Ostinato Hungarica: Ligeti played by Kigawa at LPR last night
All eighteen of his Etudes for Piano, composed between 1985 and 2001. A tour de force of composition, and of pianism by Taka Kigawa. Several of them played from memory. Most read from huge cardboard paste-ups. No page turns! The notes must be very small and the pianist, very good eyesight. I’ve been an admirer of Ligeti since the days of LPs. I have many. I should look at his notation. But Taka carries away the huge cardboard paste-ups after each of the three sets.
I’m amazed by what I’m hearing. Speechless, but I would like to say something. Rather bland words below. Add color!
Up the piano it went.
Down the piano it went.
In the middle of the piano it stayed. Then up, then down. To the top. To the bottom. Bam! Tonal? No, but something like it. (Schoenberg said there was no such thing as atonal.)
Fast, faster and fastest it went. Then faster. Loud, loudest. Terribly soft. Terrific activity then over, there’s another layer, low, softer, slowly ending underneath. That happened again in another etude. And again. Is there another way of listening to this? Should a “Schenker diagram” be forming in my head? N/A.
Dreamy slower, but never too slow. Suddenly come in some irregular accents. Dream is over. Louder, much. Regular accents, violent, but not for long. Nothing too long. This is Europe, not the U.S.
Why do I think that this piano converts everything into 19th Century music? It’s not the pianist. He’s doing more than just his job. Still, I think: Chopin, Liszt (that other Hungarian). Debussy. But how can this be since the program notes by Taka Kigawa tell us of the fantastic numerical and rhythmic facts about the pieces. Algorithms gone wild. Or maybe semi-wild—”poly” is just not strong enough a word for these rhythms. Super-Poly? Is my impression of the Romantic era because of the pedaling? and is that Ligeti’s or Kigawa? Seems right for the material. Not too much. Just enough. So, why? Should the touch be more “mechanical?” That seems wrong. So, why?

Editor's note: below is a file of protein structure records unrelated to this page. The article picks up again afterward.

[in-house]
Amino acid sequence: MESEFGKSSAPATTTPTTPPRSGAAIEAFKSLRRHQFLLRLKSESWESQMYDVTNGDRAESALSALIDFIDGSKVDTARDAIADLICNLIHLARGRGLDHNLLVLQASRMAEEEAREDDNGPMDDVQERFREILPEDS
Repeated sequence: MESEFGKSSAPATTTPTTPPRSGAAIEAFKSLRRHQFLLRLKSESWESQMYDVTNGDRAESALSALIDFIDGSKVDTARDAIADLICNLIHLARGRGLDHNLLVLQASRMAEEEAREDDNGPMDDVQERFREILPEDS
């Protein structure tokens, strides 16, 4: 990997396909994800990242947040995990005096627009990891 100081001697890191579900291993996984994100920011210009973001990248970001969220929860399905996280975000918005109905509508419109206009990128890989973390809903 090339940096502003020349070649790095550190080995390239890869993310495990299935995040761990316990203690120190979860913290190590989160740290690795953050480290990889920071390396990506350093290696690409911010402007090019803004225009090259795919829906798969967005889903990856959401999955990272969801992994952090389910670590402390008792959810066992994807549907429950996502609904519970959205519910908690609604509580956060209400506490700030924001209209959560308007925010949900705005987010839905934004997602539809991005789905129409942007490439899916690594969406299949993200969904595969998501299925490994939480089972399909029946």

Poetic titles: L’escalier du diable, Vertige, A bout de souffle, White on White, Automne å Varsovie—is this last an in-joke about the Warsaw Autumn Festival, or composed for it?
I notice the pianist’s frequent use of the soft pedal—for all soft passages. Yes, I can hear the difference. I like the sound. Is it in the score? or is it the pianist’s decisions? (Should I ask him, I think afterwards. But there’s a line.)
I’m in the front row of tables. Across the table is the NY TImes music critic. I ask him if he’s going to write about it (I saw him scribbling in tiny red handwriting). He says: yes.
In Wednesday’s edition. I’ll get it. It’s a big crowd at LPR. They are enthusiastic. So am I. I try my “bravo” whistle at the end, but it doesn’t come out. Wet my fingers?
I’m weary. So much effort by these tours de force dazes me. Maybe I need a drink?… Oh, I already had a drink, Le Poisson Rouge requires it.
Do I like the music? That almost seems superfluous.
And I really don’t know.
Maybe I’ll know in a week or two. Or more. If yes to like, could it be like a lot Maybe admire is safe. Respect? No problem. But like? That’s the issue, isn’t it? To have on that desert island with you. And what about love, need? Another thumbnail for that. And another for the issues that lie behind this post.
Thumbnail Review No. 49
Dan, your little “notes,” with their own torrent of movement, are like a composition themselves. I could hear the rush of pianism as I read them—prose-as-musical-experience.”